1995 is expected to reach 9.5%. Meanwhile, the Czech National Bank said
direct foreign investment for the first nine months of this year totaled
$1.98 billion. The bulk was accounted for by the $1.32 billion paid by a
Dutch-Swiss consortium for a stake in the telecommunications firm SPT
Telecom. Since 1990, direct foreign investment has totaled $5.275
billion. -- Steve Kettle

PETITION DRIVE LAUNCHED TO OUST SLOVAK PRIME MINISTER. Robert Krajnak, a
35-year old beer distributor, on 11 November placed an advertisement in
the opposition daily Sme calling on Slovaks to sign a petition to remove
Vladimir Meciar. The full-page advertisement includes the headline "I
was born under a totalitarian regime; I do not want to die under one."
Krajnak needs to gather 350,000 signatures to call a referendum on
Meciar's dismissal. Meciar's party--the Movement for a Democratic
Slovakia--won 35% of the vote in last year's elections and remains the
most popular party in Slovakia. The next parliamentary elections are
scheduled for fall 1998. -- Sharon Fisher

HUNGARIAN, SLOVAK PREMIER AT ODDS OVER LANGUAGE BILL. Hungarian Prime
Minister Gyula Horn said Hungary will seek urgent consultations with the
Council of Europe after no progress was made in talks with his Slovak
counterpart, Vladimir Meciar on Slovakia's controversial language bill,
Hungarian and Slovak newspapers reported. The two leaders met in Berlin
on 10 November while participating in an international conference on
European integration. Meciar stressed that the bill does not alter or
affect the use of minority languages and that further consultations with
Horn are difficult since the bill is now before the parliament. In other
news, the Conference of Bishops of Slovakia and several other Church
organizations have expressed opposition to aspects of the language law,
Pravda reported on 11 November.-- Zsofia Szilagyi and Sharon Fisher

HUNGARIAN HEALTH WORKERS STAGE DEMONSTRATION. Some 60,000 health workers
demonstrated outside Hungary's parliament building on 11 November,
demanding a 35% wage increase, a 10% increase in state funds for health
institutions in 1996, and the possibility of early retirement, Hungarian
media reported. Mihaly Kokeny, political state secretary at the Ministry
of Welfare, told Nepszava on 12 November that the health workers' wage
demands could not be met in the first half of 1996, and he proposed
further negotiations. The health workers say they will stage strikes if
the government does not guarantee a wage hike. The health workers are
the third group to protest the government's rigorous stabilization
program. -- Zsofia Szilagyi

HUNGARIAN OPPOSITION LEADER OUTLINES NEW PLATFORM. Jozsef Torgyan, the
populist leader of the Smallholders' Party, on 11 November told a crowd
of 10,000 at a Budapest sports hall that he expects early elections by
next fall and that his party is likely to repeat the 1945 election
victory of its predecessor, the historical Smallholder's Party,
Hungarian newspapers reported. The Smallholders popularity reached that
of the Socialists in September owing to growing popular discontent with
the ruling coalition. Torgyan said his party's top priority is to
provide an alternative to "the ransacking liberal-bolshevik power." As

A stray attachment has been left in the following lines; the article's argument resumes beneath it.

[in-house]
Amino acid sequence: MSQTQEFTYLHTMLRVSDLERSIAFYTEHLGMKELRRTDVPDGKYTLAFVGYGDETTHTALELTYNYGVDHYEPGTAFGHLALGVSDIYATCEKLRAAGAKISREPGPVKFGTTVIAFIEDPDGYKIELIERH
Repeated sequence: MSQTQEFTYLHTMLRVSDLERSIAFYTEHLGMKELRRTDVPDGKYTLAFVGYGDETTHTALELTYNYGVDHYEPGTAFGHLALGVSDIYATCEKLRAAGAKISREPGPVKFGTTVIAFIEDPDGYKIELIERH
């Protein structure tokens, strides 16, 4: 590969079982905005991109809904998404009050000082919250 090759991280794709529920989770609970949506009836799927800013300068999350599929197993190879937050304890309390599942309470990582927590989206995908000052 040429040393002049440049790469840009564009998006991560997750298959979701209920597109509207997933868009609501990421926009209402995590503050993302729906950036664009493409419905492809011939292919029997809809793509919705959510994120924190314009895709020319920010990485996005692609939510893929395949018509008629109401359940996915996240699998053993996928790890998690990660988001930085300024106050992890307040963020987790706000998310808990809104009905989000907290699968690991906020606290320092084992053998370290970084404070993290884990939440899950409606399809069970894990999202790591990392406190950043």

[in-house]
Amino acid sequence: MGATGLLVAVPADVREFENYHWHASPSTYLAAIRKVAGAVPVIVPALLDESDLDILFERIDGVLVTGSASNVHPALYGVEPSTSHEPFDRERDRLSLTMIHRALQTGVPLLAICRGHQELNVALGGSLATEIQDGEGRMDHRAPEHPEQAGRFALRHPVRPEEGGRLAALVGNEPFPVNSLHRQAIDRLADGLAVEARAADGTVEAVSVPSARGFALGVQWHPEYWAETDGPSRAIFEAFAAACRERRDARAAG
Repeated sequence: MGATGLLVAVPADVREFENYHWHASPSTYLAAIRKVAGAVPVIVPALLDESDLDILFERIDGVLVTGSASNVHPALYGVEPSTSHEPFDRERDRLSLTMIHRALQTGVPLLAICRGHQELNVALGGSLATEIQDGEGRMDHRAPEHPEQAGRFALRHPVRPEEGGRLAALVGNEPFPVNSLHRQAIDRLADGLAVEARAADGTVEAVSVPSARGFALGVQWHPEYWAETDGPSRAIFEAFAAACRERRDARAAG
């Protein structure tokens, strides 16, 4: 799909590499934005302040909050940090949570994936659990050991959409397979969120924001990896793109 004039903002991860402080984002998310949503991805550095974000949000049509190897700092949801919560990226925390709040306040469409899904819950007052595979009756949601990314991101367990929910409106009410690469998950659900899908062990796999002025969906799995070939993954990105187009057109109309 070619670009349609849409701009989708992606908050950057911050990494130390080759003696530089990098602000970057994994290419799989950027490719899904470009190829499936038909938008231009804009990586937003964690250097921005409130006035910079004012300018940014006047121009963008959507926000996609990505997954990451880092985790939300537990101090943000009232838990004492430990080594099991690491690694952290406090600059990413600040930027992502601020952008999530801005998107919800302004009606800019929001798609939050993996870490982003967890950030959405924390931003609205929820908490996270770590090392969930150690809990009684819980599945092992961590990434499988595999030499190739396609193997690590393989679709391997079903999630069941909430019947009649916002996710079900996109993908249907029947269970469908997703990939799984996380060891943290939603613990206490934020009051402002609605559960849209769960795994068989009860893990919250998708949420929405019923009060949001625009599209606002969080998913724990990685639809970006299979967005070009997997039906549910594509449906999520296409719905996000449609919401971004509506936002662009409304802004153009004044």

part of its economic program, the Smallholders' Party will examine the
country's external and internal debts and release all relevant details
once it takes power, Torgyan said. -- Zsofia Szilagyi

SOUTHEASTERN EUROPE

A PEACEFUL SOLUTION IN EASTERN SLAVONIA? International media on 12
November reported that representatives of the Croatian government and
rebel Serbs in Croatia signed an agreement at separate ceremonies to
return eastern Slavonia to Croatian control. The pact was drawn up by
Tudjman and Serbian President Slobodan Milosevic in Dayton and mediated
by U.S. Ambassador Peter Galbraith and UN negotiator Thorvald
Stoltenberg. Its 14 points provide for a transition period of one year,
with a possible extension for another year; demilitarization of the
region; UN supervision; local elections before the end of the
transition; full human rights for all nationalities; and the right of
all refugees to return to their homes and property. It comes into effect
as soon as the UN Security Council endorses it. Galbraith said that the
pact marks the return of the region's multiethnic character, but Reuters
reported that local Croats are skeptical. -- Patrick Moore

DID KARADZIC TRY TO MAKE A DEAL WITH WASHINGTON? German media on 13
November reported that Bosnian Serb leader Radovan Karadzic and his
military counterpart, General Ratko Mladic, have offered to leave public
office in return for not being extradited to The Hague. The two
internationally wanted war criminals reportedly made the offer through
Milosevic in Dayton, but the Serbian weekly NIN was quoted as saying
that U.S. diplomats refused it. An existing draft agreement on Bosnia's
constitutional future would ban indicted war criminals from holding
office. It is unclear whether Karadzic and Mladic have offered to
withdraw from public life altogether. -- Patrick Moore

SHATTUCK PLEASED WITH BANJA LUKA TALKS. John Shattuck, assistant U.S.
state secretary for human rights, said after his 10 November talks with
Banja Luka's mayor that for the first time, Bosnian Serb authorities
have admitted to arresting Muslim civilians, some of whom have not been
accounted for, Reuters reported the next day. He estimated that nearly
1,400 Banja Luka Muslims have been either arrested or taken to forced
labor camps. However, he underscored that there is no evidence of mass
killings in the area, unlike in Srebrenica. The mayor promised that
Muslims and Croats wanting to leave the area will be allowed to do so
and that their property will not be confiscated. Meanwhile, the UN
sanctions committee has authorized rump Yugoslavia to import natural
gas, liquid petroleum gas, and heating oil from Russia--on condition
that the gas flow to Sarajevo not be interrupted, Reuters reported the
same day. -- Daria Sito Sucic

ROMANIAN OPPOSITION LEADER DIES. Corneliu Coposu, chairman of the
National Peasant Party-Christian Democratic (PNTCD) and a leading figure
of the opposition Democratic Convention of Romania, died in Bucharest on
11 November at the age of 79, Radio Bucharest reported. Coposu, who
spent more than 17 years in jail under communism, was considered a
symbol of anti-communist resistance. In December 1989, he revived the
historical National Peasant Party, which had been banned in 1946. The
party later added "Christian Democratic" to its name to better define
its political orientation. Western agencies reported that thousands of
people paid their last respects to the PNTCD leader. King Michael, who
lives in exile in Switzerland, has demanded a visa to attend Coposu's
funeral on 14 November. -- Dan Ionescu